For the third successive league match under new manager Michael Appleton, Blackpool had to come from behind to earn a draw. Watford took an early two goal advantage but an improved second half meant the hosts took a deserved point. Here are my thoughts on the game…
1. Appleton yet to make many decisions when selecting a starting XI
Often, when a new manager takes charge, he will ring the changes and enjoy an immediate uplift in results. The direct aftermath of appointing Appleton as Ian Holloway’s successor has worked out a little differently. Looking at the starting line-up for each of his first three matches, there have been relatively few changes in comparison to his predecessor. Of the changes Appleton has made, all but one has essentially been enforced.For his debut against Bolton, Appleton opted to stick with the same players who had won in an impressive manner at Sheffield Wednesday, although three changes were made for the next game at Bristol City. Two of those were forced upon the manager due to injuries to Gary Taylor-Fletcher and Matt Phillips. The other change appears to be Appleton’s sole selection decision to date when he dropped Neal Eardley and shifted Alex Baptiste to right back. An injury to Ian Evatt led to one more change for the Watford game – Baptiste returned to centre back and Kirk Broadfoot brought in at full back.
One possible explanation for this is that Appleton is still acquainting himself with his new squad and as such is reluctant to change too much too soon. He has already spoken of the large development squad perhaps being more of a hindrance than a help, with the initial focus on a core group of 18-20 players before he evaluates the fringe players gradually over time. A section of the Blackpool support had grown tired of Holloway’s tinkering and a more consistent approach to team selection is likely to be welcomed.
However, despite the relatively settled line-up, the first win continues to elude Appleton. One area which has remained constant throughout the opening three weeks of Appleton’s reign is the midfield – Chris Basham, Ludo Sylvestre and Elliot Grandin have started all three games together thus far. Having seen how things unfolded in the first half against Watford, Appleton might have wished he’d have freshened things up in this area.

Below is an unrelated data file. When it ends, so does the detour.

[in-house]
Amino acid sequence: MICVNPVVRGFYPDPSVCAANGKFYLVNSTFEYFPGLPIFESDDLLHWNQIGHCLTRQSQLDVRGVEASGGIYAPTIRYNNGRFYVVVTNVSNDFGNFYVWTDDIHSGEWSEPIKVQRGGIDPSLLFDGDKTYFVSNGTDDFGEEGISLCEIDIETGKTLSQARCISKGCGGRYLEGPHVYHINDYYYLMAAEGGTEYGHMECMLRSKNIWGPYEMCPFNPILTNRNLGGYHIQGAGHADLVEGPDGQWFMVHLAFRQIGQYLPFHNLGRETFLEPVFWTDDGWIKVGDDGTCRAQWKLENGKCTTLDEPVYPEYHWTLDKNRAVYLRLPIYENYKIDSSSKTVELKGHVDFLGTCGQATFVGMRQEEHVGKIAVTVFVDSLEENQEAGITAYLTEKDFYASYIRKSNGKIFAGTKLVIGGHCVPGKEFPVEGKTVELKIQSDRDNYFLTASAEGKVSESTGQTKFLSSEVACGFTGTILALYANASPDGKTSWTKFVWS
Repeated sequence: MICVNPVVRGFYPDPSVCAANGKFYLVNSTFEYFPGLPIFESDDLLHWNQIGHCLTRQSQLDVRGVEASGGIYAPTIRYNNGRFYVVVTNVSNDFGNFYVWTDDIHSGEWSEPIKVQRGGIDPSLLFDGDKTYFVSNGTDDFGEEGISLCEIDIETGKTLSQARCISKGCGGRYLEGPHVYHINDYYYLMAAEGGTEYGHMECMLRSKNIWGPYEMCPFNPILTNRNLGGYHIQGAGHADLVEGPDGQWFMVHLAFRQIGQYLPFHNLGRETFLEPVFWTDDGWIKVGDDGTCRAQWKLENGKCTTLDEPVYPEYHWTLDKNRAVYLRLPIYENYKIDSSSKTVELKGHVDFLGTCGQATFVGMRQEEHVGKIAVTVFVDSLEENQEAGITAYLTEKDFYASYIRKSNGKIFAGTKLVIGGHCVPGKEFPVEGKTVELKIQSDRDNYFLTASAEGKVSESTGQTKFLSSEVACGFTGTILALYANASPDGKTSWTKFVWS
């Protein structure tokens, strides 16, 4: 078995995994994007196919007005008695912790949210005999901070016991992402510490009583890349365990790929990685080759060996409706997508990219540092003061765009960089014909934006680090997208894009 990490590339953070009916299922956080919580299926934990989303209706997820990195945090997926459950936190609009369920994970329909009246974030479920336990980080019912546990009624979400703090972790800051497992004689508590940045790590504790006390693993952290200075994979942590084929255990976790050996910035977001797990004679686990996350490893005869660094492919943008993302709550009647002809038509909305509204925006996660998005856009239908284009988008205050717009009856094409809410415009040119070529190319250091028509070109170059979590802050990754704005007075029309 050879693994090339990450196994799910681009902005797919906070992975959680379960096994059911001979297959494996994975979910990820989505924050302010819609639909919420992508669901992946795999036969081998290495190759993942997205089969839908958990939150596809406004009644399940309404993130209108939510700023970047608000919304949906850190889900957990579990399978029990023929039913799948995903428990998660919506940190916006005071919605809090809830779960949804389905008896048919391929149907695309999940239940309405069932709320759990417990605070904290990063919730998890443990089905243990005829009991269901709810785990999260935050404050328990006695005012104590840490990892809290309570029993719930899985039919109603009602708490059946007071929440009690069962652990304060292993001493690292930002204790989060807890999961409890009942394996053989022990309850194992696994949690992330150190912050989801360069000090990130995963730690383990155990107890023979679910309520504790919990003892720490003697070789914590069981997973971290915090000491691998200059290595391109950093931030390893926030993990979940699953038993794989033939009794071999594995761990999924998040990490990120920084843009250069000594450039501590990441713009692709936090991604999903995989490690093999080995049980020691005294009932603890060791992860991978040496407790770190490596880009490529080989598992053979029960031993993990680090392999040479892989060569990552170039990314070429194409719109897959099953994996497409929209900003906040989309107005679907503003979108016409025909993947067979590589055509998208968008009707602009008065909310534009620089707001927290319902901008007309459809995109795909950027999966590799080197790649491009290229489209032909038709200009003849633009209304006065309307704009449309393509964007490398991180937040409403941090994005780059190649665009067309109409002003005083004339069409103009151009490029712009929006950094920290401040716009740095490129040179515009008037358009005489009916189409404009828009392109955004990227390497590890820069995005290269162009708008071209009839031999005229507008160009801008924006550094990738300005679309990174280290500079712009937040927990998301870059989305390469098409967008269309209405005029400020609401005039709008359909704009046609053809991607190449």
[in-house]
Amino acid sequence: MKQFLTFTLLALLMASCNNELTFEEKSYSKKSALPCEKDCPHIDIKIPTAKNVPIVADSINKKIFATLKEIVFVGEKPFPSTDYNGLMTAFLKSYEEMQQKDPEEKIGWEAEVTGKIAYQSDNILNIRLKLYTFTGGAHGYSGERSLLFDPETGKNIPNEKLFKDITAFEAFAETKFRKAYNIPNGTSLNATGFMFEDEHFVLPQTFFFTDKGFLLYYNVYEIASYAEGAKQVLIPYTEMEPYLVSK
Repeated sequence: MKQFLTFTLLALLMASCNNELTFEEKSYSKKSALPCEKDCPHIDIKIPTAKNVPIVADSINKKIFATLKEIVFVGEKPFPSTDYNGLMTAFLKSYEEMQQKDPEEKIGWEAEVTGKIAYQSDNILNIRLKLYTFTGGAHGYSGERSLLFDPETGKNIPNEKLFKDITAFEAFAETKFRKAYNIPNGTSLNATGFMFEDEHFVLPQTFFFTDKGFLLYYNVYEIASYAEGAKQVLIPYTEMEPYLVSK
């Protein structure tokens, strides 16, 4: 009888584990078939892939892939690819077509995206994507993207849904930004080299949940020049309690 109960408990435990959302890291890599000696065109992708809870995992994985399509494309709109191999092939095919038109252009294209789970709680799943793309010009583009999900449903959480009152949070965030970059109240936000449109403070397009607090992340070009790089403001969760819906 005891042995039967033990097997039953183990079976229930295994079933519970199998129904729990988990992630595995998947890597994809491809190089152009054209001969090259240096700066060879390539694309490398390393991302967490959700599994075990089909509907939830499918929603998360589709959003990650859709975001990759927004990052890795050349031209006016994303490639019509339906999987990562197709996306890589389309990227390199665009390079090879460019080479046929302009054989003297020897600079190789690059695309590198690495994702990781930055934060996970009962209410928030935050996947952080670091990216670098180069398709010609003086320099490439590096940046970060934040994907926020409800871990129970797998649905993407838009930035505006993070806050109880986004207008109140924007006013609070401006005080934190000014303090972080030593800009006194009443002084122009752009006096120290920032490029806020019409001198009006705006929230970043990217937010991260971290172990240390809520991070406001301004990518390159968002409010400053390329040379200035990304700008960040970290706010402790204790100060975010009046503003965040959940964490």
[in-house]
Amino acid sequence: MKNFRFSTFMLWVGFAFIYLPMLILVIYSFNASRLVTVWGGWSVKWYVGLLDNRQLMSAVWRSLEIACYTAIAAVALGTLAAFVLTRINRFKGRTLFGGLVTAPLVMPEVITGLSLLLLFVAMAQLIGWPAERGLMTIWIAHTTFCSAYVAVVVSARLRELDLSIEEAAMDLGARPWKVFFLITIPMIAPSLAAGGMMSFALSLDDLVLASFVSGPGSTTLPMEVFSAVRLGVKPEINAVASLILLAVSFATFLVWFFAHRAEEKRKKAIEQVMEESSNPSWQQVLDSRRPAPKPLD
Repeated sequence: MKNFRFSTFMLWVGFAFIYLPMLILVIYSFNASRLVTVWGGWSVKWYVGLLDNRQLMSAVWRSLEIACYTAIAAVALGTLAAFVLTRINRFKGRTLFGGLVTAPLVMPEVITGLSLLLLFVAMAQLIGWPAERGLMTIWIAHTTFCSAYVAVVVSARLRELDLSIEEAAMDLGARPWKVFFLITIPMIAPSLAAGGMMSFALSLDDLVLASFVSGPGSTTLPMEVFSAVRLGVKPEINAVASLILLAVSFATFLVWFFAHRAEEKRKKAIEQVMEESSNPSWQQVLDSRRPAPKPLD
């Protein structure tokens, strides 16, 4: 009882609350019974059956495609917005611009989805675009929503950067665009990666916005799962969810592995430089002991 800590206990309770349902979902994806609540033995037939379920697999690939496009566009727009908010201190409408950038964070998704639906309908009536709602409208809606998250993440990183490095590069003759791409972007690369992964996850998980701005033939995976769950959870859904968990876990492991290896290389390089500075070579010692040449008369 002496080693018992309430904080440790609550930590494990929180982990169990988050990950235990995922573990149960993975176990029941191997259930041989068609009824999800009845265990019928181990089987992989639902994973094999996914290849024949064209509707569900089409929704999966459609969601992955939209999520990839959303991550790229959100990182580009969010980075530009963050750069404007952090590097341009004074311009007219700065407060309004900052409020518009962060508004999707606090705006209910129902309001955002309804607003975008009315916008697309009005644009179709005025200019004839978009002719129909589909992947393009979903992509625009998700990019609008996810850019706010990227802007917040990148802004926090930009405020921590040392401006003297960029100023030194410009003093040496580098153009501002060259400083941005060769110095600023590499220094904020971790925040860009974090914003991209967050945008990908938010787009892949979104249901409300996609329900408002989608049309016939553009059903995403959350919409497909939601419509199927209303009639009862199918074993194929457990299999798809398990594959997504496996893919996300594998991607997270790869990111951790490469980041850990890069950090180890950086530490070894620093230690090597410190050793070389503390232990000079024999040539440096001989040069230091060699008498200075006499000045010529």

2. …but Appleton reacts quickly when things go awry
Appleton had spoken in his pre-match press conference of the threat posed by Watford in counter-attacking situations. One imagines then that he would have been less than impressed with the way in which his team handled the visitors after conceding possession from their own corner kick. Blackpool failed to get tight enough once Manuel Almunia took possession of the ball, despite what should have been a numerical advantage. An excellent move from the away side meant Blackpool fell behind yet again before even five minutes were on the clock.Blackpool have now conceded the first goal in 13 of 18 league matches (72%) and the picture looked even bleaker when the Hornets doubled their advantage in the 22nd minute. Another common defensive failing undid Blackpool when they were unable to see off a set-piece, which Troy Deeney converted from close range. At this point, Blackpool might have crumbled, but Appleton was bold and sought to change the game before it got away from his side. Grandin was withdrawn and replaced with Tiago Gomes after 29 minutes, a decision which clearly upset the Frenchman who walked straight down the tunnel.
Grandin had not seen much of the ball in the opening half hour, but although not excusing his behaviour upon departing the pitch, he was by no means the worst player in tangerine. That accolade fell to Sylvestre who put in one of his trademark frustrating performances. Sylvestre is something of an enigma in that on his day he can make the team tick, but when it isn’t his day – which can be the case four out of five matches – he allows Blackpool’s midfield to be overrun and concedes possession too readily.